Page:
Tag Archives: vegan

Meat Is Hiding Inside My Cold Medicine

I have this season’s Martian Death Flu; my brain feels like it is bouncing gently against the ceiling, tethered to earth only by the flimsiest of strings.  I am not in the right frame of mind to be reading ingredients lists, but I happen to glance at the back of the box containing the little white pills which are the only thing that stops my brain pouring out of my nose, and see:

Inactive Ingredients: acesulfame potassium, artificial flavors, carnauba wax, colloidal silicon dioxide, corn starch, croscarmellose sodium, glycerin, glyceryl behenate [likely from the Ben-oil tree], hypromellose, lactic acid, lecithin [probably, but not 100% definitely, vegetable-derived] maltodextrin, medium-chain triglycerides [from palm oil, the harvesting of which threatens orangutan habitat], microcrystalline cellulose [“refined wood pulp” — yum!], pharmaceutical ink [which may contain shellac!], polydextrose [reportedly made from corn], polyvinyl alcohol, pregelatinized starch, propyl gallate [which one study sort of claims is a carcinogen — in male rats and mice], silicon dioxide [sand!], sucralose, synthetic iron oxide, talc, titanium dioxide, triacetin [made of glycerin/glycerol and acetic acid, and therefore possibly not vegan], xanthan gum.

(As for the active ingredients, it’s hard to tell, but ibuprofen itself appears to be non-animal-sourced.  Chlorpheniramine maleate may or may not be made with bone oil, which contains pyridine, from which chlorpheniramine maleate is made, and, frankly, I haven’t the foggiest idea about phenylephrine hydrochloride.)

Glycerin pings my radar as being possible to make from vegetables, but much easier to get from animals.  (Later, doing research on every item on this list, I also find triacetin, which is made from glycerin, and therefore equally suspect — and, what the hey, pharmaceutical ink, which apparently can contain shellac, made from bugs.  Also, as you can see above, it eventually occurred to me to ask if the active ingredients themselves were also vegan.)  Oh.  Well.  Off to research….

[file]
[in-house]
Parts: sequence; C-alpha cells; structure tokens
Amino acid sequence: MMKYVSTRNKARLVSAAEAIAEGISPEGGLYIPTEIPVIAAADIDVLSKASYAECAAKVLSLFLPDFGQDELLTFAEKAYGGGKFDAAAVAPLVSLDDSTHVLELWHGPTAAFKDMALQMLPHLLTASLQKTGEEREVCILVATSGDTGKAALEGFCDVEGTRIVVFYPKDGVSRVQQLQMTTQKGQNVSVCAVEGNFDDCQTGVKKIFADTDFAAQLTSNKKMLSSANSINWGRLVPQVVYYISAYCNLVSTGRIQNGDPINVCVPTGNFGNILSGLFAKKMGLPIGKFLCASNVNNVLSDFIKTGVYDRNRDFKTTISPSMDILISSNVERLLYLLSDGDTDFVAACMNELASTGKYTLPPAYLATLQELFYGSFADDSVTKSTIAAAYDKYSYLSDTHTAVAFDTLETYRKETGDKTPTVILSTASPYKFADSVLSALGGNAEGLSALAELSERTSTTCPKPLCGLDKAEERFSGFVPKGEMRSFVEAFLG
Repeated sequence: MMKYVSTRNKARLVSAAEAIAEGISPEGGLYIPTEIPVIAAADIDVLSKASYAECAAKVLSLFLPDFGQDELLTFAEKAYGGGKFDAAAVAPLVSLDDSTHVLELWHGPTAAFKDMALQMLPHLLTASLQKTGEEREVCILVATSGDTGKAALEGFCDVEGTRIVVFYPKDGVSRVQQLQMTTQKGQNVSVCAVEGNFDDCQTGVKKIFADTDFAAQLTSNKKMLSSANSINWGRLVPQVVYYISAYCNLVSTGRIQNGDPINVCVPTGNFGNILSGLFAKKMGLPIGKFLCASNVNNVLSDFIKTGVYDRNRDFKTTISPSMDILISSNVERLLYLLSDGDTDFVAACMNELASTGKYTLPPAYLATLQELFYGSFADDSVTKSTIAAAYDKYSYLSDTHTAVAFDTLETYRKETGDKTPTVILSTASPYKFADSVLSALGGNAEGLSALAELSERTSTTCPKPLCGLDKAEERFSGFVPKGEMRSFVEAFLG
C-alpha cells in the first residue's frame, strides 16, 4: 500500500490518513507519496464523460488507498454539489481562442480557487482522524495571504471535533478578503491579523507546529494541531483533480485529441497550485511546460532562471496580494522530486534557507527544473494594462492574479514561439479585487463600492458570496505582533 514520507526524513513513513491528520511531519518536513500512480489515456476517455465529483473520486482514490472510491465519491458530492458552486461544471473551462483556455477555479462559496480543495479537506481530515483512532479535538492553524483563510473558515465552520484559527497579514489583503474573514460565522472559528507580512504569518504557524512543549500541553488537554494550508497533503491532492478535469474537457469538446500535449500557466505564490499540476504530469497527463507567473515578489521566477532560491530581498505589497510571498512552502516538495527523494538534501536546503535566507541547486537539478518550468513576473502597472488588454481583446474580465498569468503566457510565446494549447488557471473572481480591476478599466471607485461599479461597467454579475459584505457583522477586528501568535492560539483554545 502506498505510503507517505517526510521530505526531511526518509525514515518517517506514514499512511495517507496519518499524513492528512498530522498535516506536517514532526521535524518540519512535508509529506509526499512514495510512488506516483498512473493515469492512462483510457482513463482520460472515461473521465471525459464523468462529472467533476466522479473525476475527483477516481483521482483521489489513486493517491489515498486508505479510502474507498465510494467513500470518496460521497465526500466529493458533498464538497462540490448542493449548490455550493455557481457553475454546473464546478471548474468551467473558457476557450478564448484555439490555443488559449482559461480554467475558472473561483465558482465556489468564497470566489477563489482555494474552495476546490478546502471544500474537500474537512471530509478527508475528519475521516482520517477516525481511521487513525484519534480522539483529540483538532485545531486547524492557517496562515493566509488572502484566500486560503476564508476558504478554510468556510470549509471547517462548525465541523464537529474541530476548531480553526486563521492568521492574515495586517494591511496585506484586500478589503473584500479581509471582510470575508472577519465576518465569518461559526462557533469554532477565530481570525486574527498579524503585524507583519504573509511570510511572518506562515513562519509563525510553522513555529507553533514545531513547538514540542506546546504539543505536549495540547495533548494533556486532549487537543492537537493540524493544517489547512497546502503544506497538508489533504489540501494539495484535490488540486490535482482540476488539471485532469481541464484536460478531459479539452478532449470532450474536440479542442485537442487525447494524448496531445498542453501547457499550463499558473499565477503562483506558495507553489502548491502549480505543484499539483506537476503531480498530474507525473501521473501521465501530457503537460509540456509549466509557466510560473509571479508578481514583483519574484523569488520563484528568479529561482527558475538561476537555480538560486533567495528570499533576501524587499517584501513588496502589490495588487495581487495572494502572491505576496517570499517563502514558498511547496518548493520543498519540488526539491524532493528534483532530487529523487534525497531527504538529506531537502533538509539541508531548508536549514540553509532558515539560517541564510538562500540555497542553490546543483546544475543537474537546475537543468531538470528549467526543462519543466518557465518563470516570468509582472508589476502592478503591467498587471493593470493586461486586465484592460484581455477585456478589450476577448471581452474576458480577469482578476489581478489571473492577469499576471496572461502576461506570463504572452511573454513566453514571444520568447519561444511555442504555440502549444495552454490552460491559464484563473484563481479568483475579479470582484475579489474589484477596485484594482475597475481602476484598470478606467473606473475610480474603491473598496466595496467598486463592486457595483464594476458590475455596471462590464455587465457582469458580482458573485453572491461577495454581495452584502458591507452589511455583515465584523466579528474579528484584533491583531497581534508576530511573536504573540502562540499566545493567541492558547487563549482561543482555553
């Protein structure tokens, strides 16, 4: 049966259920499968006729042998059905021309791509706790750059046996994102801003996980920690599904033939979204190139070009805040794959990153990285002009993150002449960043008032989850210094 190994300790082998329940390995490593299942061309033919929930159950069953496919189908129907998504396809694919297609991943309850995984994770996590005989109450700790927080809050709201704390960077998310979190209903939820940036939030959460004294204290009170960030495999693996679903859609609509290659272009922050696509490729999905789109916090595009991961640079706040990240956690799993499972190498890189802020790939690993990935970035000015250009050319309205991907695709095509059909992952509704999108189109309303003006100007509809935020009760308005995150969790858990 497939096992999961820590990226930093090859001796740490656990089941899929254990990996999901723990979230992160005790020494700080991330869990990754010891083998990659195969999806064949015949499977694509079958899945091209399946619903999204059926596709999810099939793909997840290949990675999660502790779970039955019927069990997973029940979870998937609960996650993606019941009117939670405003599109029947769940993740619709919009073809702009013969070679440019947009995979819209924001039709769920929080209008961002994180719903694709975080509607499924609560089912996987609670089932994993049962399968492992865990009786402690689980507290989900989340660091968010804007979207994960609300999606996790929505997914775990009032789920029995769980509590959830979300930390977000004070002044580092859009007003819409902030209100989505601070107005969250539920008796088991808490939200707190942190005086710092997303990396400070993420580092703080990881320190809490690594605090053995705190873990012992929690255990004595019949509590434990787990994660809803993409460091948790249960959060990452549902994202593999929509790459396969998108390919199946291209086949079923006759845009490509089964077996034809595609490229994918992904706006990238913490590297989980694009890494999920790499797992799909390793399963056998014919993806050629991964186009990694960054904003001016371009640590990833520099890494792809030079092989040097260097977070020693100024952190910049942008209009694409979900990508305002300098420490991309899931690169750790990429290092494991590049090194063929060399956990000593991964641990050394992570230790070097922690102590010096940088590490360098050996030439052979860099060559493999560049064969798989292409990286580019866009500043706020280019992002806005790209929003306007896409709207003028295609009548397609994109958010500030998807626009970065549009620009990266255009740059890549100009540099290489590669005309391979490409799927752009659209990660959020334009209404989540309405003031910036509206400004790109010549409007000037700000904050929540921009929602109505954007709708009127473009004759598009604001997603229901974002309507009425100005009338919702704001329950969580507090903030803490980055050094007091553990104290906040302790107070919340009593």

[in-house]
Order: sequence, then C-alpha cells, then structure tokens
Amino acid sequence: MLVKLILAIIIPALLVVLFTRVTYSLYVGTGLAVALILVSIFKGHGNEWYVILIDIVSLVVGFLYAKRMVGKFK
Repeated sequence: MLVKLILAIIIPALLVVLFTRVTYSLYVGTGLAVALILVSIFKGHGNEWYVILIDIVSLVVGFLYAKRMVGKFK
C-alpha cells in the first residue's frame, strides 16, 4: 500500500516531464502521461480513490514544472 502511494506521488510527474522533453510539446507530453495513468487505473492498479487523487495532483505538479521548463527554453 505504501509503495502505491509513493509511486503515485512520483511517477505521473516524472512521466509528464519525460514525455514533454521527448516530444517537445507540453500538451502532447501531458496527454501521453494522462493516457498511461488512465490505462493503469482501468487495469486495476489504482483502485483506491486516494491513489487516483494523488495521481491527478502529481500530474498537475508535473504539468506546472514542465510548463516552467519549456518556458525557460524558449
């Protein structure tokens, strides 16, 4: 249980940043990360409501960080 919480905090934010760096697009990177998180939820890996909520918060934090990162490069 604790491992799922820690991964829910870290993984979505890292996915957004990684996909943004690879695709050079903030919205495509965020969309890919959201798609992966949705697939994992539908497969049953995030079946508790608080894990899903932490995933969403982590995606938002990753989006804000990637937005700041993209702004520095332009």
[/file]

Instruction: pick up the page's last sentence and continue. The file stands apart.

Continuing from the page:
Unfortunately, Google is not a big help here.  I found a site which tells me on two pages (here’s one, dated 3/3/14, Pfizer reference number 214905A; here’s the other, using the same reference) that my currently preferred little white pill, “Advil Allergy and Congestion“, is completely animal-product free, and on another page (dated 11/4/13, Pfizer reference number 188656A), tells me the glycerin in that product is derived from either beef or pork fat.  (This article about gluten-free medications tells me glycerin is mostly derived from petroleum these days…and the Vegetarian Resource Group tells me glycerin is the same as glycerol, and that glycerol is “typically vegan”, but that doesn’t necessarily mean the glycerin in Advil is — and on another page, the Vegetarian Resource Group tells me that glycerin is typically non-vegetarian, so what do I know?)

(I don’t mean to be dinging on Advil.  For all I know, they are vegan, they just aren’t labeled that way.  They don’t make it easy to find out, which leads me to suspect that they aren’t.  If they aren’t vegan, then they’re certainly not alone.)

Since my place of business dings me for calling in sick, not taking something (at least on work days) is unthinkable — I must be able to see and interact with other humans, whatever my immune system feels it ought to be doing instead.  A search for “vegan cold medicine” turns up nothing I’d consider scientifically tested, or remotely functional.  You’d think someone would be working on getting this “niche market” filled by now — it’s not like glycerin, lecithin and food-grade ink can’t be plant-based, and you’d just have to stamp the end result “vegan” for me to come rushing in to buy it preferentially.